btw, i just tagged you in my latest post, '5 things'. :D

http://lesantimodernes.blogspot.com/2011/01/5-things.html
It's a beautiful watch no doubt. Very delicate and timeless. I saw a man once use a ribbon band on his tank.

I've long had this idea of having a "proper" timepiece as a wedding gift. So I kill the idea out of my head when I entertain the idea of getting one. I remember a friend mentioned how she thought the tank was my style, which has grown on me when I see it Angelina or Emmanuelle, but on my own I was always drawn to the pasha.
lin said…
Kate: I remember my first watch too - something red and plastic and child-appropriate from Casio. I love all my childhood watches, especially the colourful Swatches.

If Jane: Thanks!

onlycoolcats: My last watch was a masculine, strapping thing too. But I realised I suit something more dainty - the rest of me is tom boy-ish enough!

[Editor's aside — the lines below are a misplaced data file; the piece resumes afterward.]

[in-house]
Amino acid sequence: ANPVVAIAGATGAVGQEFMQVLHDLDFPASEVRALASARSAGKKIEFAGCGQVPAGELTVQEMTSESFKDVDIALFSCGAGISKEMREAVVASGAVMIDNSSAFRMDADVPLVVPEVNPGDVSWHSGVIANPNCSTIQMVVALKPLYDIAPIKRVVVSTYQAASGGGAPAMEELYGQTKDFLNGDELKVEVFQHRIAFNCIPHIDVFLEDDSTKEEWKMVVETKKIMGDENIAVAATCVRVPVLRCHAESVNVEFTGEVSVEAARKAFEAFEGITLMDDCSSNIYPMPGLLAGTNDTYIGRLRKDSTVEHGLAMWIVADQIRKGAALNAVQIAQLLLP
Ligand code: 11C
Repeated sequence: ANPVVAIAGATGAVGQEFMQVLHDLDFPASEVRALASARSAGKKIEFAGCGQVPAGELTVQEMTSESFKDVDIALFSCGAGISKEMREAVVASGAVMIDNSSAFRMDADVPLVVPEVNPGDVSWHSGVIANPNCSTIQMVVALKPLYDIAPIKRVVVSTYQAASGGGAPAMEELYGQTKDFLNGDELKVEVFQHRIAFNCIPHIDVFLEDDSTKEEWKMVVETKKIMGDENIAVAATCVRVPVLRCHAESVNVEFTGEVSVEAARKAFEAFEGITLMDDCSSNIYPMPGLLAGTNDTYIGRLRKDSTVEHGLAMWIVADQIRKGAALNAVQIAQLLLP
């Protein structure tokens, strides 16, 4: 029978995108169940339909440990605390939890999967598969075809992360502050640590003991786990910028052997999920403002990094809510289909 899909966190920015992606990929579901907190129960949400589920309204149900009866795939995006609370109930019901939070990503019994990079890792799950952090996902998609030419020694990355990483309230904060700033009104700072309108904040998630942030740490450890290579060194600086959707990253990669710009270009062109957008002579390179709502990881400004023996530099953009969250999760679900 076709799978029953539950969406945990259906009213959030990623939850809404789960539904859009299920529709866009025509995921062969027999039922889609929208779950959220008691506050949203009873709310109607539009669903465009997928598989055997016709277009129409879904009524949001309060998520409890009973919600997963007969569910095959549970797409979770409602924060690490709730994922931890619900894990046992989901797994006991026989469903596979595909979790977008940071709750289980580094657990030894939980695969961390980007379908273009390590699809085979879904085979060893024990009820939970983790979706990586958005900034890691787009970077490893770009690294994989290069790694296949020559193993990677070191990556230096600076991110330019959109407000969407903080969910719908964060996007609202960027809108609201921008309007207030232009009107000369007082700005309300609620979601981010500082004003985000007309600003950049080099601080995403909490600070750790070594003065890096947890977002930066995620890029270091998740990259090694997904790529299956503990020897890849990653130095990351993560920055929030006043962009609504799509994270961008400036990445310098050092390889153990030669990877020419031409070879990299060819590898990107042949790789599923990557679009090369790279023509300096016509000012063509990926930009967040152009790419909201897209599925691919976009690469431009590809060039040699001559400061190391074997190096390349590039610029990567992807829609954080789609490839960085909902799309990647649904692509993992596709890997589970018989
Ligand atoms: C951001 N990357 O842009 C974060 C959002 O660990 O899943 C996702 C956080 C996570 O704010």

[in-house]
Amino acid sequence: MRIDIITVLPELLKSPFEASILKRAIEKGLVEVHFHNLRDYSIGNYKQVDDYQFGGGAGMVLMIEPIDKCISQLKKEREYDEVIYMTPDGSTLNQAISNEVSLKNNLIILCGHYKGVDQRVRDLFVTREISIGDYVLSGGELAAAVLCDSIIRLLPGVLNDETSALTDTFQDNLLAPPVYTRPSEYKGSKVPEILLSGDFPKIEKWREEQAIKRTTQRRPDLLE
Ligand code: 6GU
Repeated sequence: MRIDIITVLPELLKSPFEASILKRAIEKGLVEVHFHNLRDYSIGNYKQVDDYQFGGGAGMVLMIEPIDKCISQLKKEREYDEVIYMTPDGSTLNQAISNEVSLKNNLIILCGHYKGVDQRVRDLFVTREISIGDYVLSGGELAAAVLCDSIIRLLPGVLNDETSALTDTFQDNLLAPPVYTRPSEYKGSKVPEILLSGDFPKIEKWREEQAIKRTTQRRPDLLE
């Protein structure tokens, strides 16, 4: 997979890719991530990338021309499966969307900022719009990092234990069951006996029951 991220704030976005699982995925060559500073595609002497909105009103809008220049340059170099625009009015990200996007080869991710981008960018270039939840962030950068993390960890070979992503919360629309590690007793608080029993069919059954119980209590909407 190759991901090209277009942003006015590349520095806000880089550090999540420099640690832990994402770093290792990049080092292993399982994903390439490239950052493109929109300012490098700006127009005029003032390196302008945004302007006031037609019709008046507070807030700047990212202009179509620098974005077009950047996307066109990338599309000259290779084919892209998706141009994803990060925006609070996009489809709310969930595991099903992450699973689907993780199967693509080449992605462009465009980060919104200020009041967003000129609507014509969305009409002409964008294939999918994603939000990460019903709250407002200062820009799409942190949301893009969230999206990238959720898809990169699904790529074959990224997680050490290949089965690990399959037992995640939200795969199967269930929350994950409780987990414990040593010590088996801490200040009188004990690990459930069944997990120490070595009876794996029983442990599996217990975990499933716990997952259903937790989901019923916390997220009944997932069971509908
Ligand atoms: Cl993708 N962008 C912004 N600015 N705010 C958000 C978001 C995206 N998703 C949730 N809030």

miss sophie: I figured 30 wasn't too far off (I turn 27 this year) and it was about time! Thanks for the tag, will get to it soon!

Pret a Porter P: I once entertained that idea too. I've always thought I'd rather exchange a good watch than an engagement ring, and have simple wedding bands. But I ran out of patience :)

I did not know Emmanuelle Alt wore one, I shall pay closer attention! And the Pasha is very beautiful, but like all the automatic/winding pieces, it's quite expensive for me.

The pasha has sense of drama and boldness I think you could pull off very well.
Jake Schwartz said…
I don’t think it’s a cliché to name Cartier’s The Tank as your dream watch. Designs like that are timeless. It’s actually a good choice if you want to buy a timepiece you could wear for a lifetime; you can even pass it to your children as a heirloom. Anyway, I hope you managed so save up a suffice amount for this gem. Have a nice day!

Jake Schwartz @ Gold Fever Catch it!